Contains DECEMBER Nurturing Faith Lessons
PRIORITIES AND PROCESSES: NEWS JOURNAL DIRECTORS, STAFF FOCUS ON EXPANDING MISSION | p 14 Doug Dickens conveys God’s redeeming ways | 32 A conversation with theologian John Franke | 36
BIBLE STUDIES for adults and youth DECEMBER lessons inside
November 2012 Vol. 30, No. 11 baptiststoday.org John D. Pierce Executive Editor email@example.com
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From broken places to God’s redeeming ways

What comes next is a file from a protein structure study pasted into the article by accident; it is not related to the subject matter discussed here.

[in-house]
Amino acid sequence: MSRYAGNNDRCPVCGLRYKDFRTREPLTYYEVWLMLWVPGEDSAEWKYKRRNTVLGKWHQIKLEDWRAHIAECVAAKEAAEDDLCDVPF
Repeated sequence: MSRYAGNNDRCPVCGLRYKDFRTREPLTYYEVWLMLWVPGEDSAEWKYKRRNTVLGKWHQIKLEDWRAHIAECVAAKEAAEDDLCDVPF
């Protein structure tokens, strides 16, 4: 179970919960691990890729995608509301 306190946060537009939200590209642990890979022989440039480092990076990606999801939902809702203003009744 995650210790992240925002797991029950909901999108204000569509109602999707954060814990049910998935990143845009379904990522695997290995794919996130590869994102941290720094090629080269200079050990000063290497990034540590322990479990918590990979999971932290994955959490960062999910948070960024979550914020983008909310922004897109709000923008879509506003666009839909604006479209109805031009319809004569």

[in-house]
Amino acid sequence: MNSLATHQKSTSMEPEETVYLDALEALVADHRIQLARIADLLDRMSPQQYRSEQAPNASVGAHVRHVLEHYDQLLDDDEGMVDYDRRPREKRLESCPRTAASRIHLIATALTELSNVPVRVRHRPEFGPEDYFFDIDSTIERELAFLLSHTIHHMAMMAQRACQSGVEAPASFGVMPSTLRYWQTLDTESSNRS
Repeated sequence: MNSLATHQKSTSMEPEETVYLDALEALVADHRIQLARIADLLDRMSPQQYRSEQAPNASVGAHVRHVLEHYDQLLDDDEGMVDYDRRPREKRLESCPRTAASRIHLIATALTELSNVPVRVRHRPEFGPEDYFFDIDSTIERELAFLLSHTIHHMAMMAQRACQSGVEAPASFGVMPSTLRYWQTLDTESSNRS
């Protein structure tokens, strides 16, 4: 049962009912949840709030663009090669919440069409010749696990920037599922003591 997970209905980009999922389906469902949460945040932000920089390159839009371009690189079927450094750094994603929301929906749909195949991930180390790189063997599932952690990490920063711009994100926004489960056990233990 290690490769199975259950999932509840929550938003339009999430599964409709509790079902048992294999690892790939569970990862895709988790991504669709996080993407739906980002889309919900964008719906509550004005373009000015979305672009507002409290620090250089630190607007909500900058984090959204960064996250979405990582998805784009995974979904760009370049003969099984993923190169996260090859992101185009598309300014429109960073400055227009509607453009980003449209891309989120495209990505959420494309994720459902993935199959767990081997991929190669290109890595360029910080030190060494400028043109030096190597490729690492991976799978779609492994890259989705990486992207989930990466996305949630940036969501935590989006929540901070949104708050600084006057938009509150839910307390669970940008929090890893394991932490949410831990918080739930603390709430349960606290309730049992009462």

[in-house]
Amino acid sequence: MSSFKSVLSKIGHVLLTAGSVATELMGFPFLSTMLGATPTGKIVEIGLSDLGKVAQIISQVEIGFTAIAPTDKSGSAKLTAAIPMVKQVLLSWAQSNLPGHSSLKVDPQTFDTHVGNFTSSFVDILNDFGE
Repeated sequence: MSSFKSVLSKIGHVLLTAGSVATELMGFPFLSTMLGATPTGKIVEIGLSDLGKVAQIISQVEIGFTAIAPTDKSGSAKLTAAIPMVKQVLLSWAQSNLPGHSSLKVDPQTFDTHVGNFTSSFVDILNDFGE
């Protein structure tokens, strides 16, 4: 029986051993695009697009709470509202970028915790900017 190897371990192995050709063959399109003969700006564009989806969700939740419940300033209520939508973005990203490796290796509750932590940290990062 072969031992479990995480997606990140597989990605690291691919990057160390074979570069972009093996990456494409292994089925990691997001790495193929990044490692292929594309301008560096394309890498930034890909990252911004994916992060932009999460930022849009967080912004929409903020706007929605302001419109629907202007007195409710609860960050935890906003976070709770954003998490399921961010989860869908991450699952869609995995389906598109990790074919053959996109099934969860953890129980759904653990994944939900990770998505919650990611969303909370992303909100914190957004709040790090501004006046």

Tony W. Cartledge Contributing Editor email@example.com Bruce T. Gourley Online Editor firstname.lastname@example.org David Cassady Church Resources Editor email@example.com Terri Byrd Contributing Writer Vickie Frayne Art Director Jannie Lister Customer Service Manager firstname.lastname@example.org Kimberly L. Hovis Marketing Associate email@example.com Walker Knight, Publisher Emeritus Jack U. Harwell, Editor Emeritus BOARD OF DIRECTORS Walter B. Shurden, Macon, Ga. (chairman) Robert Cates, Rome, Ga. (vice chair) Nannette Avery, Signal Mountain, Tenn. Kelly L. Belcher, Spartanburg, S.C. Donald L. Brewer, Gainesville, Ga. Huey Bridgman, The Villages, Fla. Mary Jane Cardwell, Waycross, Ga. Jack Causey, Statesville, N.C. Anthony D. Clevenger, Pensacola, Fla. Kenny Crump, Ruston, La. James M. Dunn, Winston-Salem, N.C. Jack Glasgow, Zebulon, N.C. Frank Granger, Athens, Ga. Ben Gross, Chattanooga, Tenn. Leslie D. Hill, Lexington, Ky. Cynthia Holmes, St. Louis, Mo. Fisher Humphreys, Birmingham, Ala. Michael M. Massar, Baton Rouge, La. William T. Neal, Stone Mountain, Ga. Roger Paynter, Austin, Texas Kathy B. Richardson, Rome, Ga. Lee Royal, Greensboro, N.C. Charles Schaible, Macon, Ga. Macon Sheppard, Folly Beach, S.C. Charlotte Cook Smith, Winston-Salem, N.C. Leo Thorne, Valley Forge, Pa. Cathy Turner, Clemson, S.C. David Turner, Richmond, Va. Tom Waller, Alpharetta, Ga. Vickie Willis, Murfreesboro, TN Cynthia Wise, Birmingham, Ala.